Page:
Catalog # SKU0855
Publisher TGS Publishing
Weight 1.00 lbs
Author Name Plato Jowett



by Plato


Translated by Benjamin Jowett

1st Published 348 BC

Plato (~428-~348 BC) - One of the greatest and most influential Greek philosophers, he was a disciple of Socrates and the teacher of Aristotle. Most of his works are written dialogues, many with Socrates as the main character. Plato founded a school of philosophy known as the Academy. Laws (348 BC) - Plato concentrated his declining powers on recording a code of laws which he hoped some Hellenic state might sanction. The Laws were thought to have been in the process of publication at the time of his death.


The typical Athenian apologizes for the tendency of his countrymen 'to spin a long discussion out of slender materials,' and in a similar spirit the Lacedaemonian Megillus apologizes for the Spartan brevity (compare Thucydid.), acknowledging at the same time that there may be occasions when long discourses are necessary.

The family of Megillus is the proxenus of Athens at Sparta; and he pays a beautiful compliment to the Athenian, significant of the character of the work, which, though borrowing many elements from Sparta, is also pervaded by an Athenian spirit. A good Athenian, he says, is more than ordinarily good, because he is inspired by nature and not manufactured by law. The love of listening which is attributed to the Timocrat in the Republic is also exhibited in him. The Athenian on his side has a pleasure in speaking to the Lacedaemonian of the struggle in which their ancestors were jointly engaged against the Persians.

A connexion with Athens is likewise intimated by the Cretan Cleinias. He is the relative of Epimenides, whom, by an anachronism of a century,--perhaps arising as Zeller suggests (Plat. Stud.) out of a confusion of the visit of Epimenides and Diotima (Symp.),--he describes as coming to Athens, not after the attempt of Cylon, but ten years before the Persian war. The Cretan and Lacedaemonian hardly contribute at all to the argument of which the Athenian is the expounder; they only supply information when asked about the institutions of their respective countries. A kind of simplicity or stupidity is ascribed to them. At first, they are dissatisfied with the free criticisms which the Athenian passes upon the laws of Minos and Lycurgus, but they acquiesce in his greater experience and knowledge of the world. They admit that there can be no objection to the enquiry; for in the spirit of the legislator himself, they are discussing his laws when there are no young men present to listen.

They are unwilling to allow that the Spartan and Cretan lawgivers can have been mistaken in honouring courage as the first part of virtue, and are puzzled at hearing for the first time that 'Goods are only evil to the evil.' Several times they are on the point of quarrelling, and by an effort learn to restrain their natural feeling (compare Shakespeare, Henry V, act iii. sc. 2). In Book vii., the Lacedaemonian expresses a momentary irritation at the accusation which the Athenian brings against the Spartan institutions, of encouraging licentiousness in their women, but he is reminded by the Cretan that the permission to criticize them freely has been given, and cannot be retracted. His only criterion of truth is the authority of the Spartan lawgiver; he is 'interested,' in the novel speculations of the Athenian, but inclines to prefer the ordinances of Lycurgus.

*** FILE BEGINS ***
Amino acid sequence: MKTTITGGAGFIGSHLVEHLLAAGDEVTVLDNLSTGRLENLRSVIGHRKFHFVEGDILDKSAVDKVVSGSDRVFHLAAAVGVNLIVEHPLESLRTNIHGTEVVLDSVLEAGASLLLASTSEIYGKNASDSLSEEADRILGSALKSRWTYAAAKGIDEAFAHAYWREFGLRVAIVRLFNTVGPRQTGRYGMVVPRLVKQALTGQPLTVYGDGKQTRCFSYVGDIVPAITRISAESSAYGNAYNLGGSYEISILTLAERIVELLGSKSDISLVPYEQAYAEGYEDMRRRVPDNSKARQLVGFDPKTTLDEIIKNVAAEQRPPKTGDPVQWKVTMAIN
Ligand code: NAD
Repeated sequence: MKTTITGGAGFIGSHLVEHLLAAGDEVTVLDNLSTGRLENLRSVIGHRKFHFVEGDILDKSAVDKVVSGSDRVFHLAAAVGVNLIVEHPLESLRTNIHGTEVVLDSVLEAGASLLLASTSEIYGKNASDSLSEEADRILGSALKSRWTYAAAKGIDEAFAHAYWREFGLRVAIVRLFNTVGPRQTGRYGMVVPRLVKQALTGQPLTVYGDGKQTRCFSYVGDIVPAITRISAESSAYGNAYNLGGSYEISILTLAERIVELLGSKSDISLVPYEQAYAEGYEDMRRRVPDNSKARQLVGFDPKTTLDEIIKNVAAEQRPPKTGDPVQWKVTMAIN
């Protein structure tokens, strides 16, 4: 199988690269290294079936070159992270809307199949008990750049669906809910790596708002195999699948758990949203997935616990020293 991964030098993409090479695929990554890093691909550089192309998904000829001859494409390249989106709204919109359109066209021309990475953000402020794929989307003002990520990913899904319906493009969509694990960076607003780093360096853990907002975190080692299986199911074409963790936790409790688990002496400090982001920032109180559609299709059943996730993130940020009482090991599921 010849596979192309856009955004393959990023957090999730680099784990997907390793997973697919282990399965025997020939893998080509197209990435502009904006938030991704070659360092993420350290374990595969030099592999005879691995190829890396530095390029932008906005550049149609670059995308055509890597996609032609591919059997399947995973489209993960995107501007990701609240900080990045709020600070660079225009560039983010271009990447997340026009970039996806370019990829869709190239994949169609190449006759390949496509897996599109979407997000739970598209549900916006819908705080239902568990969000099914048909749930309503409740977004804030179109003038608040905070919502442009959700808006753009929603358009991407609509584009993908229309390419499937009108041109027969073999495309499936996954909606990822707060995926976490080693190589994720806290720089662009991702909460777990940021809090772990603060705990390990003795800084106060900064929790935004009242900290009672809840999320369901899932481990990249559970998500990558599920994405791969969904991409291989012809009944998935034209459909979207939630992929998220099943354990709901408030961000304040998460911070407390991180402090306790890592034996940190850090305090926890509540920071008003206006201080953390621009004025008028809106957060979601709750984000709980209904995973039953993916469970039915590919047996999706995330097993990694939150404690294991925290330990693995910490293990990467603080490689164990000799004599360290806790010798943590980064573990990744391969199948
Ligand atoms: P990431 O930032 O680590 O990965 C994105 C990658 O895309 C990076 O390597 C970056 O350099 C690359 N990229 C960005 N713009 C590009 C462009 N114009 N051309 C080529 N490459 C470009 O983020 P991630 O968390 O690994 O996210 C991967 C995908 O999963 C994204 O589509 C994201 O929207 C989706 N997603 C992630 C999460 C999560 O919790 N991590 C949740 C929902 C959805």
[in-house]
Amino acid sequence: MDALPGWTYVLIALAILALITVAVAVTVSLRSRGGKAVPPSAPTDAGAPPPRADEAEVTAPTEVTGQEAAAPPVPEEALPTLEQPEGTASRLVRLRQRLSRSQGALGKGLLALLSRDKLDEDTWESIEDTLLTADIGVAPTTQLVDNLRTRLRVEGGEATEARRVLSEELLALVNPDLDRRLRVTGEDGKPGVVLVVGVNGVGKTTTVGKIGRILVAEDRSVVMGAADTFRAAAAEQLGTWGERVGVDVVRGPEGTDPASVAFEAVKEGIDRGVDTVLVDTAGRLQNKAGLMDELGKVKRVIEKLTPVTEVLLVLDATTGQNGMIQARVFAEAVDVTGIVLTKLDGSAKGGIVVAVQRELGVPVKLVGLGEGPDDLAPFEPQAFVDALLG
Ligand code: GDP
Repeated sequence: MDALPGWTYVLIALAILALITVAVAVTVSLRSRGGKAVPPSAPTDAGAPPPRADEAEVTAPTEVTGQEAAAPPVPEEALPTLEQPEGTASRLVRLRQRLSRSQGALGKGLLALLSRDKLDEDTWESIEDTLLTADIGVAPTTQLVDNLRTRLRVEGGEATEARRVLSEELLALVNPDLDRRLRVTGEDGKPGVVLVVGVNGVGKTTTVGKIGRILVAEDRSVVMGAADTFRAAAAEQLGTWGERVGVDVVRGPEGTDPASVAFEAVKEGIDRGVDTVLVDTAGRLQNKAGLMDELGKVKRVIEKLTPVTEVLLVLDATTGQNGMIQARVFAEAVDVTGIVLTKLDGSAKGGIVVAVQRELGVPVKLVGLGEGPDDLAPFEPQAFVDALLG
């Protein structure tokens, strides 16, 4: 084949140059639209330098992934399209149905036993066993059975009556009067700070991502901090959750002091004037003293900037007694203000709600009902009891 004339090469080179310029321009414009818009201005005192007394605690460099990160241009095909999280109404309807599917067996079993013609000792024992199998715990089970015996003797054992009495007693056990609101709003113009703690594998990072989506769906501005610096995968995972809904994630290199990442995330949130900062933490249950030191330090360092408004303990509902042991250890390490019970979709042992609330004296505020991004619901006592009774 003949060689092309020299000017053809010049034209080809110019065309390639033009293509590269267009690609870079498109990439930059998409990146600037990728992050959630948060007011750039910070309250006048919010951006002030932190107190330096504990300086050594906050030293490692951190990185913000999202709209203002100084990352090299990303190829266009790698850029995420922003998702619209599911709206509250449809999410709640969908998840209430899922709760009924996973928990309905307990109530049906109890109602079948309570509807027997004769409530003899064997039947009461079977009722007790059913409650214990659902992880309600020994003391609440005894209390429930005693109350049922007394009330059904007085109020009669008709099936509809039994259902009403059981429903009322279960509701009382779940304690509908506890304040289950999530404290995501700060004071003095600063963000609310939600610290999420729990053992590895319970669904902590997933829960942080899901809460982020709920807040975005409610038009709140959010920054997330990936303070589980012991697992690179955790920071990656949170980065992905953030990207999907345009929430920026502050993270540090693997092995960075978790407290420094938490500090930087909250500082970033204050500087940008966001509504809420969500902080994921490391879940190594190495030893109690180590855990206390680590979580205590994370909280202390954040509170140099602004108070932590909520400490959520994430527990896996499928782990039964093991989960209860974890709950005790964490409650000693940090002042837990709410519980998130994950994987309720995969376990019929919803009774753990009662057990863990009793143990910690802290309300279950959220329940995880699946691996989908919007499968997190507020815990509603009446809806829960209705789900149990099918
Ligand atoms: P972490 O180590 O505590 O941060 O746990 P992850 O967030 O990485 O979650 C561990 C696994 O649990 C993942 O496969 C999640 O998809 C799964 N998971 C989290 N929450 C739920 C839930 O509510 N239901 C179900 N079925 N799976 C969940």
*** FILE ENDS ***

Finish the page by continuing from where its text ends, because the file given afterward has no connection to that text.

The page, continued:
The three interlocutors all of them speak in the character of old men, which forms a pleasant bond of union between them. They have the feelings of old age about youth, about the state, about human things in general. Nothing in life seems to be of much importance to them; they are spectators rather than actors, and men in general appear to the Athenian speaker to be the playthings of the Gods and of circumstances. Still they have a fatherly care of the young, and are deeply impressed by sentiments of religion. They would give confidence to the aged by an increasing use of wine, which, as they get older, is to unloose their tongues and make them sing. The prospect of the existence of the soul after death is constantly present to them; though they can hardly be said to have the cheerful hope and resignation which animates Socrates in the Phaedo or Cephalus in the Republic. Plato appears to be expressing his own feelings in remarks of this sort.

For at the time of writing the first book of the Laws he was at least seventy-four years of age, if we suppose him to allude to the victory of the Syracusans under Dionysius the Younger over the Locrians, which occurred in the year 356. Such a sadness was the natural effect of declining years and failing powers, which make men ask, 'After all, what profit is there in life?' They feel that their work is beginning to be over, and are ready to say, 'All the world is a stage;' or, in the actual words of Plato, 'Let us play as good plays as we can,' though 'we must be sometimes serious, which is not agreeable, but necessary.' These are feelings which have crossed the minds of reflective persons in all ages, and there is no reason to connect the Laws any more than other parts of Plato's writings with the very uncertain narrative of his life, or to imagine that this melancholy tone is attributable to disappointment at having failed to convert a Sicilian tyrant into a philosopher.

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